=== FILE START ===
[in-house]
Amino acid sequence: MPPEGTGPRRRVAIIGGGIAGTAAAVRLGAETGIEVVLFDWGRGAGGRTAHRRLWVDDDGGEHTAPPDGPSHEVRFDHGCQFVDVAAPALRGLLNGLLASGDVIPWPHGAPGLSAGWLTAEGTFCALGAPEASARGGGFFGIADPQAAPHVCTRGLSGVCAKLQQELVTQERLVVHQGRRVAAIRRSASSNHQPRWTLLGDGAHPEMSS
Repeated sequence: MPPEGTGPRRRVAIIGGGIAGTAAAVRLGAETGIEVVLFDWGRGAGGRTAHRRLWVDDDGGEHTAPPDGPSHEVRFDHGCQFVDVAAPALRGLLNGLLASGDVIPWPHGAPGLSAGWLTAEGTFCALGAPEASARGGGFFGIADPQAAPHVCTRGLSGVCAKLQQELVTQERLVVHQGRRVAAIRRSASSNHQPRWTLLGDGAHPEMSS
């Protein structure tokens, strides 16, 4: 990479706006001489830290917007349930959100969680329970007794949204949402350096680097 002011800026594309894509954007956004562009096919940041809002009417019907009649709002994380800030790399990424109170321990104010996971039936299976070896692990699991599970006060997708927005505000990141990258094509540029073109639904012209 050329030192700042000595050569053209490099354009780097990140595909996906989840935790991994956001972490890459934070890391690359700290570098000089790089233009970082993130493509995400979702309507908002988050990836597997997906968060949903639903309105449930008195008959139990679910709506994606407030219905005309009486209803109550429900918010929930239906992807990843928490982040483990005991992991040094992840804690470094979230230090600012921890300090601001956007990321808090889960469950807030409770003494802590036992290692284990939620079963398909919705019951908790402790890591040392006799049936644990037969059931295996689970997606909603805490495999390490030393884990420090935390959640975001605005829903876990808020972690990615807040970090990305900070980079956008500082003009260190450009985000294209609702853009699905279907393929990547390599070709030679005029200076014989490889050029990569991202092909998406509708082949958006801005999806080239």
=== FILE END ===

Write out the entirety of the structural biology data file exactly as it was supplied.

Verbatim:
[in-house]
Amino acid sequence: MPPEGTGPRRRVAIIGGGIAGTAAAVRLGAETGIEVVLFDWGRGAGGRTAHRRLWVDDDGGEHTAPPDGPSHEVRFDHGCQFVDVAAPALRGLLNGLLASGDVIPWPHGAPGLSAGWLTAEGTFCALGAPEASARGGGFFGIADPQAAPHVCTRGLSGVCAKLQQELVTQERLVVHQGRRVAAIRRSASSNHQPRWTLLGDGAHPEMSS
Repeated sequence: MPPEGTGPRRRVAIIGGGIAGTAAAVRLGAETGIEVVLFDWGRGAGGRTAHRRLWVDDDGGEHTAPPDGPSHEVRFDHGCQFVDVAAPALRGLLNGLLASGDVIPWPHGAPGLSAGWLTAEGTFCALGAPEASARGGGFFGIADPQAAPHVCTRGLSGVCAKLQQELVTQERLVVHQGRRVAAIRRSASSNHQPRWTLLGDGAHPEMSS
């Protein structure tokens, strides 16, 4: 990479706006001489830290917007349930959100969680329970007794949204949402350096680097 002011800026594309894509954007956004562009096919940041809002009417019907009649709002994380800030790399990424109170321990104010996971039936299976070896692990699991599970006060997708927005505000990141990258094509540029073109639904012209 050329030192700042000595050569053209490099354009780097990140595909996906989840935790991994956001972490890459934070890391690359700290570098000089790089233009970082993130493509995400979702309507908002988050990836597997997906968060949903639903309105449930008195008959139990679910709506994606407030219905005309009486209803109550429900918010929930239906992807990843928490982040483990005991992991040094992840804690470094979230230090600012921890300090601001956007990321808090889960469950807030409770003494802590036992290692284990939620079963398909919705019951908790402790890591040392006799049936644990037969059931295996689970997606909603805490495999390490030393884990420090935390959640975001605005829903876990808020972690990615807040970090990305900070980079956008500082003009260190450009985000294209609702853009699905279907393929990547390599070709030679005029200076014989490889050029990569991202092909998406509708082949958006801005999806080239």